In the fall of 2010, The Utah Compact was released to the public. Widely regarded as a groundbreaking agreement between Utah’s Latino, business, religious, and political communities, it is designed to provide a road map for what immigration policy should (and should not) look like in the state of Utah. More specifically, The Compact was in direct response to an upcoming bill proposal from (now former) state representative Stephen Sandstrom, HB 70, an Arizona-style immigration bill that was panned by the public and eventually died in the 2011 legislative session.
To paraphrase The Compact’s five simple tenants:
1) The solution to the immigration issue is, fundamentally, a federal issue.
2) Law enforcement should focus on criminal activity, not civil violations of federal law.
3) Maintaining a family is more important than unnecessarily dismantling them.
4) Immigrants play a vital role in our economy, and welcoming immigrants welcomes prosperity.
5) We must be realistic and humane in how we approach immigration issues.
The Utah Compact, however, is not law – it is not even considered the general policy of the State of Utah. After the failure of HB 70, former Representative Sandstrom introduced a slightly watered down version of the same bill, this time titled HB 497, which successfully passed in 2011. Also making it through the legislature that year was HB 116 from former-Representative Bill Wright and Senator Stuart Reid, commonly known as the Guest Worker Law. HB 116 follows more closely to the principles of the Utah Compact, offering undocumented workers the possibility of attaining work visas if they voluntarily give their names to the state, submit to background checks, and pay a hefty fine.
However, even with those two ideologically opposed laws on the books, the Utah State Legislature has remained officially silent on the Utah Compact itself, neither officially accepting or rejecting its guiding principles. Last year, both House and Senate majority leadership refused to allow any immigration bills see the light of day – widely seen as a move designed to both prevent controversy while most were running for reelection, and to keep Utah immigration policy out of the national media spotlight during Mitt Romney’s presidential run. But for the 2013 session, all bets are back on the table, with the more extreme end of the Republican party calling for a complete repeal of the Guest Worker law and implementing Arizona-style enforcement. With all parties watching closely, it was only a matter of time until someone pulled the trigger on the first shot.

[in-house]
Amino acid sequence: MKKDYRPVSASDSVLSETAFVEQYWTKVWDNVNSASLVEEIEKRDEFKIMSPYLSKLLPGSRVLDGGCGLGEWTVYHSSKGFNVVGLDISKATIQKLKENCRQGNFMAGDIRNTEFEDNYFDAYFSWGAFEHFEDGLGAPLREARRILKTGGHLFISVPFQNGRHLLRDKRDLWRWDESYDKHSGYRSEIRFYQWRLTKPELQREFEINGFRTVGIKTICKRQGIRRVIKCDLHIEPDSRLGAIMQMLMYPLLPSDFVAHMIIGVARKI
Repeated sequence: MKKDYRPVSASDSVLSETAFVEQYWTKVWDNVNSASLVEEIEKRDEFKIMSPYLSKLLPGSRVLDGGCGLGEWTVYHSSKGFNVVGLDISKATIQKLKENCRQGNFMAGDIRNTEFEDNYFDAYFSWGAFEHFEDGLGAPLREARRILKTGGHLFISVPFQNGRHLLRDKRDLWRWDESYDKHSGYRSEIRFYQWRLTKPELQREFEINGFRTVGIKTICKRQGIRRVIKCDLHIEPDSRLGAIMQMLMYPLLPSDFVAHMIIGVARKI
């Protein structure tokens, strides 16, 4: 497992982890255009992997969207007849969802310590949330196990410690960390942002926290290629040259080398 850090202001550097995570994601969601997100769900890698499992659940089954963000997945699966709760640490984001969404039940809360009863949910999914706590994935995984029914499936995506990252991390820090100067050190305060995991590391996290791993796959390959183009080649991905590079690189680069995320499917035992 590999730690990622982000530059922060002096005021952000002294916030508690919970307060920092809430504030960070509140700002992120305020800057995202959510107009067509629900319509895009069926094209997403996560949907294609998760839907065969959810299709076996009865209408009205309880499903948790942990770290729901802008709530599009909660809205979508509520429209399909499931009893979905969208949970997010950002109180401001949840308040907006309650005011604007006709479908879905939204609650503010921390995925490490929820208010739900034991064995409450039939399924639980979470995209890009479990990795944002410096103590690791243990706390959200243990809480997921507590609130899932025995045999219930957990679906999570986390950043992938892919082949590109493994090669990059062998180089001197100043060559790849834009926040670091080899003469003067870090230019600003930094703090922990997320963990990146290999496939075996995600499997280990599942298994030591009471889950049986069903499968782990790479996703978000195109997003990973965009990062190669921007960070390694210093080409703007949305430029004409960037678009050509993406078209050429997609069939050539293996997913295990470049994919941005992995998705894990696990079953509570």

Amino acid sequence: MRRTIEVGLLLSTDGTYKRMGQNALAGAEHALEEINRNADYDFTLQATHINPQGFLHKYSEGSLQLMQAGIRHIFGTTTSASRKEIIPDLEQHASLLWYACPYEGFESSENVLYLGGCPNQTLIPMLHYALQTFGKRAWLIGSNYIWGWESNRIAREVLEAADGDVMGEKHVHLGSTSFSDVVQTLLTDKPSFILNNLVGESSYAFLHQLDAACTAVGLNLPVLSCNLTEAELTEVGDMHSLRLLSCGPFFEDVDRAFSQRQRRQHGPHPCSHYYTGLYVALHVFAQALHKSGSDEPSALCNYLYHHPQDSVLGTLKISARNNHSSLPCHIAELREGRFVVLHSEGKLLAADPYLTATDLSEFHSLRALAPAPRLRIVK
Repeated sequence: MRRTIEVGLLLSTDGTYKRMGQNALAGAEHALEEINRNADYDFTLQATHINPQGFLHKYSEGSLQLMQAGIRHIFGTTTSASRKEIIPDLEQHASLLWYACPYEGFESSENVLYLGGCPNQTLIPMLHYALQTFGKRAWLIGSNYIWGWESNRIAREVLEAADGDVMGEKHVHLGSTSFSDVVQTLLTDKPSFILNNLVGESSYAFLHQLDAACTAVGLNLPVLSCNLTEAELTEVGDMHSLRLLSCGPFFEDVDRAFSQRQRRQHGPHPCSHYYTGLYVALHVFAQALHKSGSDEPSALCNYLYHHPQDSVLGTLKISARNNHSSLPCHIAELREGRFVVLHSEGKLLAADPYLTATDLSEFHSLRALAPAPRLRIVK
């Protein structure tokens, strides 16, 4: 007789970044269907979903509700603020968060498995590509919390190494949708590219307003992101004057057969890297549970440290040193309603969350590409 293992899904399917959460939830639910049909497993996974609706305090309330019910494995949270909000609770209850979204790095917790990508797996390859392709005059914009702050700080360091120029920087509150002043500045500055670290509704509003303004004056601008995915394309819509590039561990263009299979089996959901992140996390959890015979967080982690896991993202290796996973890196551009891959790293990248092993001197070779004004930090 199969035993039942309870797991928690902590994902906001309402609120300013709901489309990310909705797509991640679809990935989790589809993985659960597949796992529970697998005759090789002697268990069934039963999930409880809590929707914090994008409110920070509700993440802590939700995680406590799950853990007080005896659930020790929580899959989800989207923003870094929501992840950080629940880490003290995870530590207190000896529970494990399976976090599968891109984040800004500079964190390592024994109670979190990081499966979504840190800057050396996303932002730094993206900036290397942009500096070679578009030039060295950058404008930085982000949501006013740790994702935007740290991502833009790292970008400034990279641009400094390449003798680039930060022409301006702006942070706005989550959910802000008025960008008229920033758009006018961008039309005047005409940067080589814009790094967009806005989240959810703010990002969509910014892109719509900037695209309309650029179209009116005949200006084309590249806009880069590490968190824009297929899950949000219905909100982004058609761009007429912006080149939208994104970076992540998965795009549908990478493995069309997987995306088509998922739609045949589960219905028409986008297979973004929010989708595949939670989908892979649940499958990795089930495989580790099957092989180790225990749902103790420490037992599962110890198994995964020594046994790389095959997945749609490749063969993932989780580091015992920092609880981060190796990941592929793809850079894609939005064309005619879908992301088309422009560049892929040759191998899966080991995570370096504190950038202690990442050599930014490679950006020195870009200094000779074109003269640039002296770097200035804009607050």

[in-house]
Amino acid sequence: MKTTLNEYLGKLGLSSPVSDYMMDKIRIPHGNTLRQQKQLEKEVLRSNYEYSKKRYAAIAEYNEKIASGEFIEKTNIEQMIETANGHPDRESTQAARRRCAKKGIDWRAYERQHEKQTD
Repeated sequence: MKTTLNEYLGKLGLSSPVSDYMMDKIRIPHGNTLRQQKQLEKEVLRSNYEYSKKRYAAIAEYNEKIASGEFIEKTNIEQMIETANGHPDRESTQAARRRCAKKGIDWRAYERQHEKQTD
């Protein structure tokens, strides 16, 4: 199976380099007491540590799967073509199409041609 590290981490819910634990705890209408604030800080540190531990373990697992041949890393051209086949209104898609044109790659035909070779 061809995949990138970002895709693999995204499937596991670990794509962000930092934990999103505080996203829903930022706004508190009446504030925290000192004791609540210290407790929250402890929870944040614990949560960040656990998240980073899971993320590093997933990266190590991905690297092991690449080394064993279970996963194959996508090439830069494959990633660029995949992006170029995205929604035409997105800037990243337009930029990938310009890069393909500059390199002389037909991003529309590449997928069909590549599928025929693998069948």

Representative Lynn Hemingway (Democrat, SLC, District 40) has launched the opening immigration debate salvo with HJR 1 – Joint Resolution Expressing Support for the Utah Compact.
To put it simply, HJR 1 would formally declare that the Utah State Legislature supports the Utah Compact and the principals within it and, at least in theory, set the general policy of the Utah State Legislature when approaching immigration issues.
In past years, the success of such a resolution would have been a mere pipe-dream, but with a large (and potentially more moderate) freshman class entering the legislature this session, it is possible that this resolution could get some traction. This fact, combined with the numerous political, religious, and social figures currently supporting the Utah Compact, and the fact that The Compact is not in itself immigration policy, but rather a set of principles – this resolution has a shot of actually making it through.
The Utah Compact would serve the state as a solid foundation with which to build immigration policy; it is both reasonable and forward thinking. The Legislature would serve itself well to adopt this resolution. Here at UPC, we’re ranking HJR 1 as high as we can (overall) because we believe that the topic of immigration needs to always be handled with respect, and with an understanding of the real lives and families any decision will directly impact. We applaud Representative Hemingway for taking the initiative, not to alter any laws, but for setting the proper tone for the discussion.